Yesterday and Today

Maureen Horn of MHS and me

Yesterday was a gray day at the Massachusetts Horticultural Society, but all was sunny in the classroom where I talked about hardy and disease resistant roses to an enthusiastic group of gardeners. Maureen Horn, MHS librarian, introduced me in this, the first of a series of Meet the Author talks.

7 am November 18, 2011

This morning we woke up to snow. Again.

Scaling Up Local Food

The Solar Dancer

The Solar Dancer greeted all those who gathered at Greenfield Community College last Saturday to hear about and discuss our current local food production and food security and the ways that it might be stepped up.

It was an exciting day because we live in a fortunate area that has lots of good farmland, with old (in the sense of established) and new farmers. These farmers operate farmstands and CSAs (Community Supported Agriculture) and participate in area Farmers Markets. We have the Community Development Corporation‘s certified kitchen which farmers can rent by the hour to process their crops.

We have restaurants and families who appreciate good fresh food that not only sustains them, but sustains our environment – and our economy!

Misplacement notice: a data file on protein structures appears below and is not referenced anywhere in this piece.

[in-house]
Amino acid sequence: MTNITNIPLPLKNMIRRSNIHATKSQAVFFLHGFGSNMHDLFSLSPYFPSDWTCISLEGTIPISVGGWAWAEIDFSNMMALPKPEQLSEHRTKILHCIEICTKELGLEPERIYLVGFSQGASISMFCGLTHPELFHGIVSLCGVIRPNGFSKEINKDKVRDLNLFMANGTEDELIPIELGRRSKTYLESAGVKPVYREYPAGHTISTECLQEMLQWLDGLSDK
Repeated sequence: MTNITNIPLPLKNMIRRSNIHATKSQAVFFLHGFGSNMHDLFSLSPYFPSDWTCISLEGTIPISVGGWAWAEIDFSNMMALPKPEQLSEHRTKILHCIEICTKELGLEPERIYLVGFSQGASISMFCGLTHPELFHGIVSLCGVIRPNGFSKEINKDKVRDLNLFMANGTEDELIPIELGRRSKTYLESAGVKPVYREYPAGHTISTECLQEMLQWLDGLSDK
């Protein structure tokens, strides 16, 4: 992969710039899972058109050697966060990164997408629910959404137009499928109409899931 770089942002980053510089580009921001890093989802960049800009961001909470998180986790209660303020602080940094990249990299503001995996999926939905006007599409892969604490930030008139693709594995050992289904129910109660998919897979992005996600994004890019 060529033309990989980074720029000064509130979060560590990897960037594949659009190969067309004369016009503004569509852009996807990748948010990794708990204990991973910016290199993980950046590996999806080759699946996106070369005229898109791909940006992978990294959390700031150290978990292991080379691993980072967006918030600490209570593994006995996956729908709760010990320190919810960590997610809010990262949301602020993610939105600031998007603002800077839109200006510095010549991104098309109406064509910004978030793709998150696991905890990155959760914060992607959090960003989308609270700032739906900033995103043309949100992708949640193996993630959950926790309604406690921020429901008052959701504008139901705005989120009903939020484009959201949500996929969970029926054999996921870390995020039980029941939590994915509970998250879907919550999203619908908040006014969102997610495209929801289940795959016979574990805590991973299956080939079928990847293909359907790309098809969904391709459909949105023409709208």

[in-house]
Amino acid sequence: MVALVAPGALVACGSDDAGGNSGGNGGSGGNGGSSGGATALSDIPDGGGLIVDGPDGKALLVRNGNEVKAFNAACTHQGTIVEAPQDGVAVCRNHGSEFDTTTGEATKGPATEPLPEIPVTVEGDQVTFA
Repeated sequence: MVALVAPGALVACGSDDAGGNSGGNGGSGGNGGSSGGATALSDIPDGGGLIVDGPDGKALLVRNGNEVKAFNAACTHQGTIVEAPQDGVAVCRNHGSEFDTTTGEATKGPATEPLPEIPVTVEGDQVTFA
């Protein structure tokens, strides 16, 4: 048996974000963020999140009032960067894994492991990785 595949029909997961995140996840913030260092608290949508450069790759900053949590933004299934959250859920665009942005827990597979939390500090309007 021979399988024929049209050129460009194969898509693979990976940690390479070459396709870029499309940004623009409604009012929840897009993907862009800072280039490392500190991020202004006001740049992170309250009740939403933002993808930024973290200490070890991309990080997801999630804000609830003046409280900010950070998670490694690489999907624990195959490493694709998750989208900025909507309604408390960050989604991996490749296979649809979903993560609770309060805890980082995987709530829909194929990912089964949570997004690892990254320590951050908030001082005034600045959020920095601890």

The day was filled with excellent  presentations and workshops, from Jim Barry from the Mass Department of Energy Resources, Ben Hewitt, author of The Town That Food Saved and many local experts. You will be hearing more about this exciting day.

 

Shelly Beck of Enterprise Farm in Whately, MA

There were so many thought provoking ideas presented, including one by Shelly Beck of Enterprise Farm which has a bold vision of their place in the community. One of the Farm’s concerns is the Food Deserts that exist in the state, areas where (usually) low income communities have no access to affordable healthy food. Enterprise Farm decided to bring their produce to one such community near Boston where they already delivered CSA farm shares weekly. Their answer to the food desert was a bus and a celebration. They bought and retrofitted a bus which brought food to this community for a long season – bringing along a growing festive spirit and activity. This was one of the most inspiring moments of the day for me.